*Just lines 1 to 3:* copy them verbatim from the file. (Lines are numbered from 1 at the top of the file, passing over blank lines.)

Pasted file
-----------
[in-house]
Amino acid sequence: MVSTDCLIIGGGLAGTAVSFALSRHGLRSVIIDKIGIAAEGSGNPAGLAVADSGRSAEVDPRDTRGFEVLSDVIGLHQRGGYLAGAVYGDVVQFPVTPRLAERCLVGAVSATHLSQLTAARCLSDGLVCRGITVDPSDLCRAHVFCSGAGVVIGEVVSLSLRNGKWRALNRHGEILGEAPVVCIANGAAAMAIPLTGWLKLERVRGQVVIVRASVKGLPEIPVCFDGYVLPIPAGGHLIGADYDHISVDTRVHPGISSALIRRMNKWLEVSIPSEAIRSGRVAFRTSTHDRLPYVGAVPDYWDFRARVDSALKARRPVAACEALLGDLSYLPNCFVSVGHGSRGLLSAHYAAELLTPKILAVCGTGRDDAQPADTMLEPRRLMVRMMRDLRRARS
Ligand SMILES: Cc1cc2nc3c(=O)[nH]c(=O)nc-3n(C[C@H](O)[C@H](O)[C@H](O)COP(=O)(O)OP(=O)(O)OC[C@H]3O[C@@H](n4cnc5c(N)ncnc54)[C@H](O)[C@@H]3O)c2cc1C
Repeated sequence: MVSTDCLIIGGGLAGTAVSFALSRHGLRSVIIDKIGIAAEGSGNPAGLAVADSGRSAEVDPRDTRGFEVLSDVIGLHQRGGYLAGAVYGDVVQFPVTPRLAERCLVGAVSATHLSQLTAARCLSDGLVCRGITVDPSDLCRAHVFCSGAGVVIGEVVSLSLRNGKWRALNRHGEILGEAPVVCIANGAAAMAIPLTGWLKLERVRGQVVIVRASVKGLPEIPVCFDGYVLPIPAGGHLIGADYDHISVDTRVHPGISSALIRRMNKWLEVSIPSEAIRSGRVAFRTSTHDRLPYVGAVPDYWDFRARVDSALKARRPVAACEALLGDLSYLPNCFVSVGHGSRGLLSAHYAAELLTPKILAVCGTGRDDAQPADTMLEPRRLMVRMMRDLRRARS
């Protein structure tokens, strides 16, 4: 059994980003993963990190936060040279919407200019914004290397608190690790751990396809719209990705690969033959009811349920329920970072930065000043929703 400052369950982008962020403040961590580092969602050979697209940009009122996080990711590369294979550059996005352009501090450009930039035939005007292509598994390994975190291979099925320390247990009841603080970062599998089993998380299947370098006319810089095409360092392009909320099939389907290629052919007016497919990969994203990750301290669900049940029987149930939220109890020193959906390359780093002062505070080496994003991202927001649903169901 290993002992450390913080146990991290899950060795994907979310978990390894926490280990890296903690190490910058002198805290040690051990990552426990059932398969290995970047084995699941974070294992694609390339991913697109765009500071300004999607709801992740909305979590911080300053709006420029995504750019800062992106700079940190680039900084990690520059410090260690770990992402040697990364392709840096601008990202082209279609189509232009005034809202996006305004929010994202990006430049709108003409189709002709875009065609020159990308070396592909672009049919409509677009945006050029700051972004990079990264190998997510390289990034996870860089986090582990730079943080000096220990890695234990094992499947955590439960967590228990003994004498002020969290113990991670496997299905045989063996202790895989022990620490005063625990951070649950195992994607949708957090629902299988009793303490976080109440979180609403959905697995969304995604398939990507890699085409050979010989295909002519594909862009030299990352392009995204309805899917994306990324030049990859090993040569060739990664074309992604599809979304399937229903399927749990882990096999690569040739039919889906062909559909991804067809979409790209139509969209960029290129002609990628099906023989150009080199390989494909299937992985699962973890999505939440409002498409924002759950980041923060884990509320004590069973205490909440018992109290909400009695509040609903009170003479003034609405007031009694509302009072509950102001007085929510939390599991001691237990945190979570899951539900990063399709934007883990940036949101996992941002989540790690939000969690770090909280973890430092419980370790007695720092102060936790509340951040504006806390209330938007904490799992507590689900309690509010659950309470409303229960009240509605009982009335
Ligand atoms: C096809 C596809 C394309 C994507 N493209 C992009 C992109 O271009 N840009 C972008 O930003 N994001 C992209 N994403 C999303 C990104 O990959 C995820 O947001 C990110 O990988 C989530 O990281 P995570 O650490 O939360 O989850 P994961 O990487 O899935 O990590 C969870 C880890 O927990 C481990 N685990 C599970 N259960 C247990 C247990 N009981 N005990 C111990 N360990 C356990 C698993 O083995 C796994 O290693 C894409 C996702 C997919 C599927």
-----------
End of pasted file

[in-house]
Amino acid sequence: MVSTDCLIIGGGLAGTAVSFALSRHGLRSVIIDKIGIAAEGSGNPAGLAVADSGRSAEVDPRDTRGFEVLSDVIGLHQRGGYLAGAVYGDVVQFPVTPRLAERCLVGAVSATHLSQLTAARCLSDGLVCRGITVDPSDLCRAHVFCSGAGVVIGEVVSLSLRNGKWRALNRHGEILGEAPVVCIANGAAAMAIPLTGWLKLERVRGQVVIVRASVKGLPEIPVCFDGYVLPIPAGGHLIGADYDHISVDTRVHPGISSALIRRMNKWLEVSIPSEAIRSGRVAFRTSTHDRLPYVGAVPDYWDFRARVDSALKARRPVAACEALLGDLSYLPNCFVSVGHGSRGLLSAHYAAELLTPKILAVCGTGRDDAQPADTMLEPRRLMVRMMRDLRRARS
Ligand SMILES: Cc1cc2nc3c(=O)[nH]c(=O)nc-3n(C[C@H](O)[C@H](O)[C@H](O)COP(=O)(O)OP(=O)(O)OC[C@H]3O[C@@H](n4cnc5c(N)ncnc54)[C@H](O)[C@@H]3O)c2cc1C